Location. 38° 54.549′ N, 77° 1.807′ W. Marker is in Logan Circle, District of Columbia, in Washington. Marker is on Logan Circle, on the right when traveling north. Touch for map. Marker is at or near this postal address: 1 & 2 Logan Circle, Washington DC 20005, United States of America.
 
Other nearby markers. At least 8 other markers are within walking distance of this marker.
Henry and Evelyn Letcher image. Click for full size.
By Allen C. Browne, November 30, 2014
4. Henry and Evelyn Letcher
Henry and Evelyn Letcher supervise young artists.
Close-up of photo on marker
A Neighborhood Reborn (was within shouting distance of this marker but has been reported missing. ); Logan Circle (within shouting distance of this marker); Major General John A. Logan (within shouting distance of this marker); Bethune Museum-Archives (within shouting distance of this marker); 6 Logan (about 300 feet away, measured in a direct line); John Logan Memorial (about 300 feet away); Belford V. Lawson and Marjorie M. Lawson Residence (about 300 feet away); Pratt House (about 300 feet away). Touch for a list and map of all markers in Logan Circle.
 
Also see . . .  The Revolution Will Not Be Televised. Gil Scott-Heron, Ogg Vorbis sound file, length 31 s, 88 kbps (Submitted on December 15, 2014, by Allen C. Browne of Silver Spring, Maryland.) 
 
Categories. African AmericansEntertainment
 
Ulysses S. “Buck” Grant, Jr.,<br>the original owner of 1-2 Logan Circle. image. Click for full size.
By Allen C. Browne, November 30, 2014
5. Ulysses S. “Buck” Grant, Jr.,
the original owner of 1-2 Logan Circle.
Close-up of photo on marker
Henry M. Letcher, Jr. image. Click for full size.
By Allen C. Browne, November 30, 2014
6. Henry M. Letcher, Jr.
Henry M. Letcher, Jr., poses with bandmates on the roof of their home/studio, 1-2 Logan Circle.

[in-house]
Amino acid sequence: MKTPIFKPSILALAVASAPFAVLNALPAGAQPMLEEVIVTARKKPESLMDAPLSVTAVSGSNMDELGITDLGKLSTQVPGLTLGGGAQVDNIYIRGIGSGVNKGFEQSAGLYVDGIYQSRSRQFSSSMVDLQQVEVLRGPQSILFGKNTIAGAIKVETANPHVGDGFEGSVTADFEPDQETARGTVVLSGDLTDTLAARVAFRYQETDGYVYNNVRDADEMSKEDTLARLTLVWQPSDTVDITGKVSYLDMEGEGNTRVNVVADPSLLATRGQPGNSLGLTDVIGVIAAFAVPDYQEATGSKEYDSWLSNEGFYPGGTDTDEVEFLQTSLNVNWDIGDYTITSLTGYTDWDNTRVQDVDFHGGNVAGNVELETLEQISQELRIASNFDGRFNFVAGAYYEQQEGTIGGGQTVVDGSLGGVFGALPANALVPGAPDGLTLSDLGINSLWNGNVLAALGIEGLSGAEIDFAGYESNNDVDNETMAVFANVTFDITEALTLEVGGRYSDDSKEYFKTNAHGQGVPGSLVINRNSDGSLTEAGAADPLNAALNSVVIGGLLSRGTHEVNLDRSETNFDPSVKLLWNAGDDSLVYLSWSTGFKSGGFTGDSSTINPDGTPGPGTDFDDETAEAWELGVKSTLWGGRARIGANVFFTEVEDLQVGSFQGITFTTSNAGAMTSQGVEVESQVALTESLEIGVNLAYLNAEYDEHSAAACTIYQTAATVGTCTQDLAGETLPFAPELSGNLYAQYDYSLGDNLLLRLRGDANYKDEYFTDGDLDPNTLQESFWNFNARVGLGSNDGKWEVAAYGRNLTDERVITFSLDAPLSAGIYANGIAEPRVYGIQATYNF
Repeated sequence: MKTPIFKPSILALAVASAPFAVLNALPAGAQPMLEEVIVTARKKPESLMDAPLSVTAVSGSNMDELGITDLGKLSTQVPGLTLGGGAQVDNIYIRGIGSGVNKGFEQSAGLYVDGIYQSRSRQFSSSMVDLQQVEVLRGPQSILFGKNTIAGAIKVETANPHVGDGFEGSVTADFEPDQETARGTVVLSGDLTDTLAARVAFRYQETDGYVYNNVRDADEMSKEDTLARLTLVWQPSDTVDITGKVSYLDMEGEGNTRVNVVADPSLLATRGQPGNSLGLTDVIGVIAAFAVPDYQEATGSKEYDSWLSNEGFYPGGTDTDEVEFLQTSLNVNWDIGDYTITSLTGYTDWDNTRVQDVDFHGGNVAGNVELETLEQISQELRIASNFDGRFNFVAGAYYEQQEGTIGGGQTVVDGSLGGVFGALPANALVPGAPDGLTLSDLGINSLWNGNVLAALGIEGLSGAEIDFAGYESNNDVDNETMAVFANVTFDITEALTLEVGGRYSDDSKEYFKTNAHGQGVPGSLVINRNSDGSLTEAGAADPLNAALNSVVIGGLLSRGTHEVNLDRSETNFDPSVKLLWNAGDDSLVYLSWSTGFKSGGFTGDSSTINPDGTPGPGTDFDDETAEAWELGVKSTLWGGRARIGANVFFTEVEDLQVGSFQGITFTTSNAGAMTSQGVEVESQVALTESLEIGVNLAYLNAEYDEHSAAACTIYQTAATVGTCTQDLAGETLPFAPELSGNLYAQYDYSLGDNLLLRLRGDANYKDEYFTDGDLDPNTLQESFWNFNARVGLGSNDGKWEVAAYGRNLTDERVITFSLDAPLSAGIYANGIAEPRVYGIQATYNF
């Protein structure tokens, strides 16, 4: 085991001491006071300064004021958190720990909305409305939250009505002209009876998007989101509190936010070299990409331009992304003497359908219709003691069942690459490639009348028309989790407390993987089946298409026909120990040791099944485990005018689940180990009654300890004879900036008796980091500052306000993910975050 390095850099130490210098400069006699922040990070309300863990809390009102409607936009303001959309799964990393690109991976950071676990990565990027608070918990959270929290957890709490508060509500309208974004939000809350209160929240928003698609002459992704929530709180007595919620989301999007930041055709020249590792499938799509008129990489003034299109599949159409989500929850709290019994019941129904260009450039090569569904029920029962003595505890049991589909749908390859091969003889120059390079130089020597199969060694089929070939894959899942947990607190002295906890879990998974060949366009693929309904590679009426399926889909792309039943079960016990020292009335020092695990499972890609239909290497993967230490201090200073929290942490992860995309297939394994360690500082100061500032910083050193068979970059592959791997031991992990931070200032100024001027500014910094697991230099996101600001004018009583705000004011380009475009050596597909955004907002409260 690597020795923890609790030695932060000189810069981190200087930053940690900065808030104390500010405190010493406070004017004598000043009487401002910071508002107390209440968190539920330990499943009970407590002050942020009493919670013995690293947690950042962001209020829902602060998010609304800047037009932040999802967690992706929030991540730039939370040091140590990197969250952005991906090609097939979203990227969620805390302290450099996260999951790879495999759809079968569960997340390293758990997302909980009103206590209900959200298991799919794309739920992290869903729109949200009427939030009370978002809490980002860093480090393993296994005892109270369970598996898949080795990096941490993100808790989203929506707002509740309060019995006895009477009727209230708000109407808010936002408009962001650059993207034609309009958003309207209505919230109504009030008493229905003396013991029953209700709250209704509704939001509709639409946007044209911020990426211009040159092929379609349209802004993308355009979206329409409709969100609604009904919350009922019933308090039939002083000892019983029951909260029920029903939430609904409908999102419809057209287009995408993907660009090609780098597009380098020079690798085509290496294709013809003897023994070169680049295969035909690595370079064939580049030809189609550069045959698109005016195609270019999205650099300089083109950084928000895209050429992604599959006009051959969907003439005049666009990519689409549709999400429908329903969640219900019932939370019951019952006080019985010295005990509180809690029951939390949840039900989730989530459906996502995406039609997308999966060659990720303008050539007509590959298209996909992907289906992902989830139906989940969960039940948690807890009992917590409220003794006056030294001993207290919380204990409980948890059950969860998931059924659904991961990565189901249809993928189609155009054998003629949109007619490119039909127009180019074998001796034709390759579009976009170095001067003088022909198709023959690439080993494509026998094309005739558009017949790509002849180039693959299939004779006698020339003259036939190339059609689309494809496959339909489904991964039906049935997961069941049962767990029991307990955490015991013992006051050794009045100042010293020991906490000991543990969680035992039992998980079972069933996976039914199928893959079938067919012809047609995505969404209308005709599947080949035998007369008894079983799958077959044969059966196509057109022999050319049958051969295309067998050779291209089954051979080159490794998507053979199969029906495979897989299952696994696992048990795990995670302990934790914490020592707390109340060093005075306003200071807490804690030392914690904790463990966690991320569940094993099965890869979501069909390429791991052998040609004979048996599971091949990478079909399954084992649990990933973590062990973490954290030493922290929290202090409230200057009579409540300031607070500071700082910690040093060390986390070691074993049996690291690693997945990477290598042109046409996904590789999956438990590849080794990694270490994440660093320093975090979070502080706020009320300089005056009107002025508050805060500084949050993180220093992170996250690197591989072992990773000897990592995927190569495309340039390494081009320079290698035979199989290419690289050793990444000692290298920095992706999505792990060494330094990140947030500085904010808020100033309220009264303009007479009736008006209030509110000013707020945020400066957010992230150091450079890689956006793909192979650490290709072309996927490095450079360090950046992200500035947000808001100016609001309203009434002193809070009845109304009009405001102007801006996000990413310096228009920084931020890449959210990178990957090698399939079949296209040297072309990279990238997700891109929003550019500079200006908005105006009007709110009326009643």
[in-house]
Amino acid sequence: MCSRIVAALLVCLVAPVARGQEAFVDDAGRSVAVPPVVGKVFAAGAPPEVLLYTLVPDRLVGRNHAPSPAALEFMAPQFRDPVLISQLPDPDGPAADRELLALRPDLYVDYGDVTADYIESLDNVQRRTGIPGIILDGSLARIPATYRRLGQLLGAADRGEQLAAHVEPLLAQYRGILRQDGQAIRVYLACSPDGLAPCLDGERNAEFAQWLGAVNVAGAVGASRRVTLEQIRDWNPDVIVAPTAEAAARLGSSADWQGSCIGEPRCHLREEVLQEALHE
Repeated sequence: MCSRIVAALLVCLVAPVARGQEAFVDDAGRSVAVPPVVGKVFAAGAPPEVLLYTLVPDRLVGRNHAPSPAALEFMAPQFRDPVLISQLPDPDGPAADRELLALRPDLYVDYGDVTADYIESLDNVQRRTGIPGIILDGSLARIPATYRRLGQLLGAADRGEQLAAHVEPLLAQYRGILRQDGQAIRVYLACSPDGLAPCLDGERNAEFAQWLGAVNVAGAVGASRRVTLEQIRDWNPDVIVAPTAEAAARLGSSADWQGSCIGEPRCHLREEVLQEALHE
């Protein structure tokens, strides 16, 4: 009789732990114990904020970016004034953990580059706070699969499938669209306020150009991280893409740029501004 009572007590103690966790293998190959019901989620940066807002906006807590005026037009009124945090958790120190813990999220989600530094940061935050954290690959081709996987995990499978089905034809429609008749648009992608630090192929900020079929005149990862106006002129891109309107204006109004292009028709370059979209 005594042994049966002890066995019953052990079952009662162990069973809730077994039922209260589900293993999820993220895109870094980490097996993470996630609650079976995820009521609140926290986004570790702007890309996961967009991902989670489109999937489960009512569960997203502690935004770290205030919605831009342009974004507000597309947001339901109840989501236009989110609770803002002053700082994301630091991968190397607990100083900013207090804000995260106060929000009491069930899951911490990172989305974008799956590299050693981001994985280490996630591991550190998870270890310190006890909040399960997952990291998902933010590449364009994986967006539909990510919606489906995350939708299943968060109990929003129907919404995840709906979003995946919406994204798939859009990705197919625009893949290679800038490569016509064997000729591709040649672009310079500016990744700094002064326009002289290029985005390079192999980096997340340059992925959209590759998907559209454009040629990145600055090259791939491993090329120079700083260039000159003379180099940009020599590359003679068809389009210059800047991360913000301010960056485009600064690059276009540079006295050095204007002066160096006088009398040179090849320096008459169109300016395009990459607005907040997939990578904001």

Close-up of photo on marker
1316 Rhode Island Avenue image. Click for full size.
By Allen C. Browne, November 30, 2014
7. 1316 Rhode Island Avenue
Sunlight pours into a conversation pit in the Victorian rowhouse redesigned by Robert B. Gordon.
Close-up of photo on marker
Robert B. Gordon and Father Horace McKenna image. Click for full size.
By Allen C. Browne, November 30, 2014
8. Robert B. Gordon and Father Horace McKenna
Architect Robert B. Gordon shows his plan for the Sursum Corda development to Father Horace McKenna, 1967. The architect brought new life to his residence at 1316 Rhode Island Ave.
Close-up of photo on marker
1316 Rhode Island Avenue, 1978 image. Click for full size.
By Allen C. Browne, November 30, 2014
9. 1316 Rhode Island Avenue, 1978
Seen behind the lady in the hat.
Close-up of photo on marker
Gil Scott-Heron image. Click for full size.
By Allen C. Browne, November 30, 2014
10. Gil Scott-Heron
Renowned Musician/Poet Gil Scott Heron, left, author of “The Revolution Will Not be Televised,” takes five with writing partner Brian Jackson on the front landing of 1-2 Logan Circle, 1970s.
Close-up of Gary Price photo on reverse of marker
1 & 2 Logan Circle image. Click for full size.
By Allen C. Browne, November 30, 2014
11. 1 & 2 Logan Circle
1 & 2 Logan Circle image. Click for full size.
By Allen C. Browne, November 30, 2014
12. 1 & 2 Logan Circle
1 & 2 Logan Circle Plaque image. Click for full size.
By Allen C. Browne, November 30, 2014
13. 1 & 2 Logan Circle Plaque

1 & 2
Logan Circle

Originally Built: 1877
By: Ulysses S. Grant Jr.
Renovated: 1998
By: P. N.Hoffman
Conservation Easement Plaque image. Click for full size.
By Allen C. Browne, November 30, 2014
14. Conservation Easement Plaque
U G Chimney image. Click for full size.
By Allen C. Browne, November 30, 2014
15. U G Chimney
Ornate Cornice image. Click for full size.
By Allen C. Browne, November 30, 2014
16. Ornate Cornice
1316 Rhode Island Avenue image. Click for full size.
By Allen C. Browne, November 30, 2014
17. 1316 Rhode Island Avenue
1316 Rhode Island Avenue image. Click for full size.
By Allen C. Browne, November 30, 2014
18. 1316 Rhode Island Avenue
 
 
Credits. This page was last revised on January 28, 2017. This page originally submitted on December 15, 2014, by Allen C. Browne of Silver Spring, Maryland. This page has been viewed 340 times since then and 53 times this year. Photos:   1, 2, 3, 4, 5, 6, 7, 8, 9, 10, 11, 12, 13, 14, 15, 16, 17, 18. submitted on December 15, 2014, by Allen C. Browne of Silver Spring, Maryland. • Bill Pfingsten was the editor who published this page.
Paid Advertisement